Complementarians have understood this word to mean that Paul does not allow women to have legitimate, positive authority over a man (such as being a pastor/elder). They argue that because “to teach” is positive (see above) then authentein must be positive since the words are grammatically connected. So it’s “exercise [legitimate] authority” or something like “authority as an officer” in the church. Either way, it’s positive. Nearly every complementarian I know of translates this word this way.
The problem is that authentein does not mean exercising positive or legitimate authority at all. There seems to be consensus among scholars that “the root meaning involves the concept of authority.” The big question is, “What kind of authority?”
Every ancient Greek lexicon (dictionary) defines authentein as a negative use of authority. Very negative, in fact! Here’s how two of the most authoritative Greek lexicons define it:
“To assume a stance of independent authority, give orders to, dictate to.”
“To have full power or authority over; to commit a murder.”
In fact, there is not one Greek-English lexicon that defines authentein in terms of a legitimate, positive, exercise of authority. Linda Belleville says that there is “no first-century warrant translating…authentein as ‘to exercise authority.'”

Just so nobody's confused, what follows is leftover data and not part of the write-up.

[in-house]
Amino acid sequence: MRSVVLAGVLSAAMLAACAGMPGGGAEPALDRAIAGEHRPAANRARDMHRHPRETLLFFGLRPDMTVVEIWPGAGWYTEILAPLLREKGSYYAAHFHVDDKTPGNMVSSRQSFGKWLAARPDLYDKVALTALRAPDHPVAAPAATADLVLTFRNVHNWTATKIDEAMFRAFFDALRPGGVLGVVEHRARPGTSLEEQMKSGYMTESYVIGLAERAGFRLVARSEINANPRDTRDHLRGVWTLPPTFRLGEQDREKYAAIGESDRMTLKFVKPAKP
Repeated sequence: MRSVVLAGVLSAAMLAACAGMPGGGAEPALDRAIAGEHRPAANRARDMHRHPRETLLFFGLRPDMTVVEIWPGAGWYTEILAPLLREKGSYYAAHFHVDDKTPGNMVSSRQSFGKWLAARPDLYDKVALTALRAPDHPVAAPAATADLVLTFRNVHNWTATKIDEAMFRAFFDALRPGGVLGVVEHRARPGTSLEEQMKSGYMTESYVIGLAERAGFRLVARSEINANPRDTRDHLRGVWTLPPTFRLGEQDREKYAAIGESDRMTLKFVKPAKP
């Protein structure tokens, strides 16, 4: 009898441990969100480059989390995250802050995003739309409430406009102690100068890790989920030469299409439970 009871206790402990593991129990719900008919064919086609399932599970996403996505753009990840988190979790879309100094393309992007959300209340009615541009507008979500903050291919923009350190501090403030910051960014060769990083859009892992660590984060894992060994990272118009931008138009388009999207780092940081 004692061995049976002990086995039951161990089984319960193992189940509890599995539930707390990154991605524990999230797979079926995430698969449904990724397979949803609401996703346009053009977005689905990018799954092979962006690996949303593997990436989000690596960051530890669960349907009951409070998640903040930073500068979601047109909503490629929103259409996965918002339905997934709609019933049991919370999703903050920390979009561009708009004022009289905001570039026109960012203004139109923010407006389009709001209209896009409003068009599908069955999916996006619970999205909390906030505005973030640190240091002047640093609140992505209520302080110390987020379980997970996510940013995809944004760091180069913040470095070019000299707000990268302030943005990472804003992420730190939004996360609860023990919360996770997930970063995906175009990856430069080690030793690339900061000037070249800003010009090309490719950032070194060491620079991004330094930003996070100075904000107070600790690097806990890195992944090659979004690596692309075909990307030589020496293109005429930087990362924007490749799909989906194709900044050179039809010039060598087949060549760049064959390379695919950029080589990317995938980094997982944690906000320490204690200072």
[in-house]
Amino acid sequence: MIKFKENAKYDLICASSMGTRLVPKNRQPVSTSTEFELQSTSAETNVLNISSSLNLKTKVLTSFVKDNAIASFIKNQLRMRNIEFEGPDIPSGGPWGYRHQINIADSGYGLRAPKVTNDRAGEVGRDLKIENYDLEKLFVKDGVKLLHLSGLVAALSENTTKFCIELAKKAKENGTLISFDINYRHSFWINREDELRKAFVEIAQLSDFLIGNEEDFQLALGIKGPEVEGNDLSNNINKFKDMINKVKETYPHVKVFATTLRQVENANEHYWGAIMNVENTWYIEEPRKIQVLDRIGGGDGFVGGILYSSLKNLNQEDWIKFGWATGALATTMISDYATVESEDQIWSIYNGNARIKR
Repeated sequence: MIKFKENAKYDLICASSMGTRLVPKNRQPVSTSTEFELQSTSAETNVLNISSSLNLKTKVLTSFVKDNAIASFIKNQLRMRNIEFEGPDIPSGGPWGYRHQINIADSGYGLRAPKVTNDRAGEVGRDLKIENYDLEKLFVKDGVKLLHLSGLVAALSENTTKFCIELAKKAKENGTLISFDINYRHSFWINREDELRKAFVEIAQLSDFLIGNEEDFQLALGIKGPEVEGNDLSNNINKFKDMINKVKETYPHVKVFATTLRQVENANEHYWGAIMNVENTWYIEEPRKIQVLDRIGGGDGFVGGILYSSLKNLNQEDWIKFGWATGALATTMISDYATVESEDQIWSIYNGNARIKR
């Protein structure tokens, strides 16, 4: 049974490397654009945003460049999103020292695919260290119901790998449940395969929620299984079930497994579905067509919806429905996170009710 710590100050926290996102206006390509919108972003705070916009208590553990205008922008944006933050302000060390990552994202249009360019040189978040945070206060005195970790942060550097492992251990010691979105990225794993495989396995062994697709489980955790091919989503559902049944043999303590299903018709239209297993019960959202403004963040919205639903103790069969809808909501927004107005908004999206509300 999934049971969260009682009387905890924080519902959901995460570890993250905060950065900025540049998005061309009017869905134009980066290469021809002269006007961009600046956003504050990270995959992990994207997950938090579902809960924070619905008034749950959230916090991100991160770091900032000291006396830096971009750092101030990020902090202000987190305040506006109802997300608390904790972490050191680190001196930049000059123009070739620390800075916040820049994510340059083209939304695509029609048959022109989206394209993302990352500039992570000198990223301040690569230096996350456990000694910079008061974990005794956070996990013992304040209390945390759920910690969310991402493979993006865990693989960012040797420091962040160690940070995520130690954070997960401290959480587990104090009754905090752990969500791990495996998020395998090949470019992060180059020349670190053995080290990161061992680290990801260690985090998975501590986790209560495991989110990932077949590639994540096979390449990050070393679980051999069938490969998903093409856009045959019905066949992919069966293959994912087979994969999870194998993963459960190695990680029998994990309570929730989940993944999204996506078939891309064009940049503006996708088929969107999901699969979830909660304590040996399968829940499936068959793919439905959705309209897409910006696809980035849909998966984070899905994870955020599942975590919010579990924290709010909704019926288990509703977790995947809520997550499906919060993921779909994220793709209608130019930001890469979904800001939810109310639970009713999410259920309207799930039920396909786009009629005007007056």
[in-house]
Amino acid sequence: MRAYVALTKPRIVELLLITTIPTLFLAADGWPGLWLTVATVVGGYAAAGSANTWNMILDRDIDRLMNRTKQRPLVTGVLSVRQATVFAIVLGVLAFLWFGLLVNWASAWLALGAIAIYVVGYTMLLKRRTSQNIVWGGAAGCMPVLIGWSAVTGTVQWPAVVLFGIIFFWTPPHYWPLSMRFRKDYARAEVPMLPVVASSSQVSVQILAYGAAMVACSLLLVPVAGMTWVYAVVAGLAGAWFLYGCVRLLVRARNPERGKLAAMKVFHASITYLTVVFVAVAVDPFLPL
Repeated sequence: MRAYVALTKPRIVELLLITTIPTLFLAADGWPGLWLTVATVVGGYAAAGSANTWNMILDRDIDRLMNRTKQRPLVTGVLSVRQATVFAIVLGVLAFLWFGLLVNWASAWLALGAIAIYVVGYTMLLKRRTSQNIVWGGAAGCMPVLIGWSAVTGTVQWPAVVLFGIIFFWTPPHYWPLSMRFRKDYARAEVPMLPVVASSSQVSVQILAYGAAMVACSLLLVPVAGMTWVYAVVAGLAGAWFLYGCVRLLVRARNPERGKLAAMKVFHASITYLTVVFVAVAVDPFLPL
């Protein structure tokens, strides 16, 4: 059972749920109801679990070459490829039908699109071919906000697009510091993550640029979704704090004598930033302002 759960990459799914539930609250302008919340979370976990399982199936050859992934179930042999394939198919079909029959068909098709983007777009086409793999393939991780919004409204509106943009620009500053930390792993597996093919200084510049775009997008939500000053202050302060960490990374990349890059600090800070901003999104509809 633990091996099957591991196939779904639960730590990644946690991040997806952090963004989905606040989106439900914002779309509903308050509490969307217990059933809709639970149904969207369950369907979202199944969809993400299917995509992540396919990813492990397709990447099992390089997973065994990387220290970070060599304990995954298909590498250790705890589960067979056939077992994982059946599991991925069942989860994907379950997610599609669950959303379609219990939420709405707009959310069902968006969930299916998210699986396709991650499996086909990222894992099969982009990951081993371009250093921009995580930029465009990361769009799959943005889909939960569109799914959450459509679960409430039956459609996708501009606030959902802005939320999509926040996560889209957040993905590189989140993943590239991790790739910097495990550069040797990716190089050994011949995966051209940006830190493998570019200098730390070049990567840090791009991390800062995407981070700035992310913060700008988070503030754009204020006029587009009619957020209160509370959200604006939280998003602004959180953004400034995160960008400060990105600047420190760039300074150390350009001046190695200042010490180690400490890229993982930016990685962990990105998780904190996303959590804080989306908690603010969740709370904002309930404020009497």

It’s also worth mentioning that the noun form of this word means “murderer.”
If Paul wanted to forbid women from legitimate, positive church leadership, then authentein was an incredibly poor choice. No male in the church should have authentein!
Paul could have used exousia or epitagēs, the common New Testament words for “authority.” But he did not. Why?
This rare wordcomes from a word group with the prefix autos, which means “self” (e.g. autobiography). Paul probably chose this word because this woman had been acting in a self-serving, self-exalting, self-aggrandizing, and self-authenticating manner.
Belleville points out that Paul wanted to communicate this specific nuance. One way she translates authentein is “to get one’s way.” In modern-day terms, the Ephesian woman was an abusive bully who dictated to a man, “I’m the boss now.”